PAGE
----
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28 Winter St. Newburyport - HO styrene

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  • #61
    Wow! Very cool!

    This looks really good. You have a winner there!

    Bravo!!

    Pete

    in Michigan

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    • #62
      What Pete said, BRAVO!!

      Remember, as they say in New England,

      STAY WICKED FAH APAHT

      Bob (The displaced New Englander)
      http://www.railroad-line.com/forum/topic.asp?TOPIC_ID=30102

      http://www.railroad-line.com/forum/topic.asp?TOPIC_ID=51837

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      • #63
        quote:


        Originally posted by sgtbob


        What Pete said, BRAVO!!

        Remember, as they say in New England,

        STAY WICKED FAH APAHT

        Bob (The displaced New Englander)




        Pete

        anothah transplant

        in Michigan

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        • #64
          Very nice, James. You've replicated the look of a historic structure with a high degree of fidelity.

          Mike
          _________________________________________________

          Not everything that is faced can be changed, but nothing can be changed until it is faced. James Baldwin

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          • #65
            Belated thanks, Pete, Bob & Mike.

            Apropos of Bror's comment from 15-Mar-20 ("Again because of the renovations over the years, if the kitchen were in the 'ell' it would have had its own chimney."): I recently looked closely at this photo from the Rt. 1 Bypass construction:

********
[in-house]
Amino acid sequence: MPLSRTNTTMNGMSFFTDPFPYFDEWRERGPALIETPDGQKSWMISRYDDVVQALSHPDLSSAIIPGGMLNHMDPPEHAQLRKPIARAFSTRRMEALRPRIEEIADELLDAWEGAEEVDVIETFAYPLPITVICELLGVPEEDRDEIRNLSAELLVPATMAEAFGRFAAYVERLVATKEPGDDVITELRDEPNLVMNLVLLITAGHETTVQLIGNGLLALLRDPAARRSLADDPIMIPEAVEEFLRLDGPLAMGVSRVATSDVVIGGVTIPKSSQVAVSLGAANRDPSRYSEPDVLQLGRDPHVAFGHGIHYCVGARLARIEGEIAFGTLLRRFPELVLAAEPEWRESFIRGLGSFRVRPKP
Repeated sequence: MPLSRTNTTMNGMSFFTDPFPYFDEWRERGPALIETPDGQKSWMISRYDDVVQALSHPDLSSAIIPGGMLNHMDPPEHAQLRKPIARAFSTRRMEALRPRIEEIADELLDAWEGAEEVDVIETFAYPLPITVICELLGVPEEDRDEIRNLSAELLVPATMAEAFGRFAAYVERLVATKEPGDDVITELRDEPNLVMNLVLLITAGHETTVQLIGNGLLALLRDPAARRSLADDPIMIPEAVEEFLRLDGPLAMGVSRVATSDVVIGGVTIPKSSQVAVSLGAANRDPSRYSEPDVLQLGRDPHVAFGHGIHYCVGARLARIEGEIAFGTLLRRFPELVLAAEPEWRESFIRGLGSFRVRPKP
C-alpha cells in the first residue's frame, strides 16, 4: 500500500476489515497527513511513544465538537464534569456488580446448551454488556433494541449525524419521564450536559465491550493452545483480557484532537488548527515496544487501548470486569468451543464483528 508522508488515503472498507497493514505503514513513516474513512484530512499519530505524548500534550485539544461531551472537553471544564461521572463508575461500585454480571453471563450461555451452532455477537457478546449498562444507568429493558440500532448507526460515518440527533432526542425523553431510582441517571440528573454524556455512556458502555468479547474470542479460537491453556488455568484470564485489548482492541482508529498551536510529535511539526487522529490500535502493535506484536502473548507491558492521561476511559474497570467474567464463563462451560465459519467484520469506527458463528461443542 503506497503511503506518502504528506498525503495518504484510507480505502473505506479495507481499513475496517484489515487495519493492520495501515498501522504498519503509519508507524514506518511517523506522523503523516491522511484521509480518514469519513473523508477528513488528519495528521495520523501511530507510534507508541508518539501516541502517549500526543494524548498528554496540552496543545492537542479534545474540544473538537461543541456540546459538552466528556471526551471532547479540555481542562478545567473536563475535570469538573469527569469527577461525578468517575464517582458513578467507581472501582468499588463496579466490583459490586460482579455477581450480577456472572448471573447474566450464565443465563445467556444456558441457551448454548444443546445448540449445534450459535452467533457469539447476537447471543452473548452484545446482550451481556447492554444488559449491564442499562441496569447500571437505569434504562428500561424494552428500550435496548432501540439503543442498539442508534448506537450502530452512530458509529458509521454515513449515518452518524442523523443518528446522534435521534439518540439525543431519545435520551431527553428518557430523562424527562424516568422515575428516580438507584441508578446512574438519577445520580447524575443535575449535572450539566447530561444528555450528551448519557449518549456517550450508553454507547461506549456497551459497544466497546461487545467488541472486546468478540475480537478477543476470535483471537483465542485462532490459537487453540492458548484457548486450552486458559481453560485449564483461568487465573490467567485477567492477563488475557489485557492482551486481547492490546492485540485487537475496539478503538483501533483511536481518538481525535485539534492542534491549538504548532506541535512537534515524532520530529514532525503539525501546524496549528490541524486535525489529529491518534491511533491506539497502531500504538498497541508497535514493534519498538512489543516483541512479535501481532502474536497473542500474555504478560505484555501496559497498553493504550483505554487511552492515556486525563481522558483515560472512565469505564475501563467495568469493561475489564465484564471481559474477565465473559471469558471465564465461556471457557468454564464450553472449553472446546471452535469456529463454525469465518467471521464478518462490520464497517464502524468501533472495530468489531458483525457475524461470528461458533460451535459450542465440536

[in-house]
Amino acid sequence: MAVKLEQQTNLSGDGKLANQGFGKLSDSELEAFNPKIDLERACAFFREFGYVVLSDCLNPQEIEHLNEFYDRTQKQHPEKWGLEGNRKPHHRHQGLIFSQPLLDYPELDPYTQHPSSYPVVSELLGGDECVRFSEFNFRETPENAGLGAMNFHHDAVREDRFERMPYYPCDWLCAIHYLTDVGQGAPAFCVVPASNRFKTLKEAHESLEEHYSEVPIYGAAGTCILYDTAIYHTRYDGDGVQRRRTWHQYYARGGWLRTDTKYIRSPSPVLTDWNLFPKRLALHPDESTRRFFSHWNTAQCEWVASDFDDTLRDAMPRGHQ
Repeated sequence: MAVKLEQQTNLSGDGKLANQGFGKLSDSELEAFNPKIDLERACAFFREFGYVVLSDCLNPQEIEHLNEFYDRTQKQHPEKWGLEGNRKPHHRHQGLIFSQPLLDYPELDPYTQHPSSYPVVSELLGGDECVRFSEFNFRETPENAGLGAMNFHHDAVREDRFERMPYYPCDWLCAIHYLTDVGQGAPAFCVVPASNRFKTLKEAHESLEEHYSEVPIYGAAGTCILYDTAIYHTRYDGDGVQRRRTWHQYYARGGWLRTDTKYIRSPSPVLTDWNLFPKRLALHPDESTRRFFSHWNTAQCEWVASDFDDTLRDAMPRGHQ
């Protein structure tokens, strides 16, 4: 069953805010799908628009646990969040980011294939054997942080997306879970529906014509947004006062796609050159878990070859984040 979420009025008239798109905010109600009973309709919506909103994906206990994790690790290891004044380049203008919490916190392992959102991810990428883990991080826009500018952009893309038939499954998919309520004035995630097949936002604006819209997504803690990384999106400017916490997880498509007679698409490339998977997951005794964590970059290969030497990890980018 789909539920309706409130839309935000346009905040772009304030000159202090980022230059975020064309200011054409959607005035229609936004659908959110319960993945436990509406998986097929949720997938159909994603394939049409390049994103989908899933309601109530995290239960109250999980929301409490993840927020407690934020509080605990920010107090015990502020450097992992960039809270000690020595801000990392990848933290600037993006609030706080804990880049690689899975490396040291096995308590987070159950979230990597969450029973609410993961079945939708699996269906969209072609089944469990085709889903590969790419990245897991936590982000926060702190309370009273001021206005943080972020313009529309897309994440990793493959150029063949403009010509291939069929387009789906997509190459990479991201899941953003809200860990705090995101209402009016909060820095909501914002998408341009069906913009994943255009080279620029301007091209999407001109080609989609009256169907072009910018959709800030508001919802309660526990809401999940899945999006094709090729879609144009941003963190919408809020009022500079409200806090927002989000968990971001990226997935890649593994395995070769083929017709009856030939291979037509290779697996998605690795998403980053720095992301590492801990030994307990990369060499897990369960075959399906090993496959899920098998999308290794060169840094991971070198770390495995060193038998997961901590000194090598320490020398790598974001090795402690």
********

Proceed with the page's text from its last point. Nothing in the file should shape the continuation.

Indeed there was a chimney on the track end of the 'El' in 1934. And a second front door facing Washington St., plus a stovepipe coming out of the not-yet-extended main chimney. The small size of the El chimney makes me think it was added when iron cookstoves replaced fireplace cooking, probably by 1830. Gas or electric cooking would have removed the incentive to maintain it.

            The stovepipe is harder to fathom. Maybe necessary to keep a coal-fired convection circulation hot air heat system burning properly? Likely removed when the main chimney was extended.

            As 1950 is my earliest target, I'm not going to redo anything. Next update here will be when I either start on the interior, or landscape the lot and whinge at the city till they build sidewalks.
            James

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            • #66
              James,

              As you probably know, New England is noted for the massive central chimneys. Without knowing the arrangement of rooms I’d guess it served at least four fireplaces. Maybe more. The el would have needed at least one fireplace on the first floor. That might have been it, hence it’s much smaller. The el in our 1859 house has a chimney but no fireplace on the second floor, which was not a full-height floor but had its own stairs and plastered so was inhabited.

              Mike
              _________________________________________________

              Not everything that is faced can be changed, but nothing can be changed until it is faced. James Baldwin

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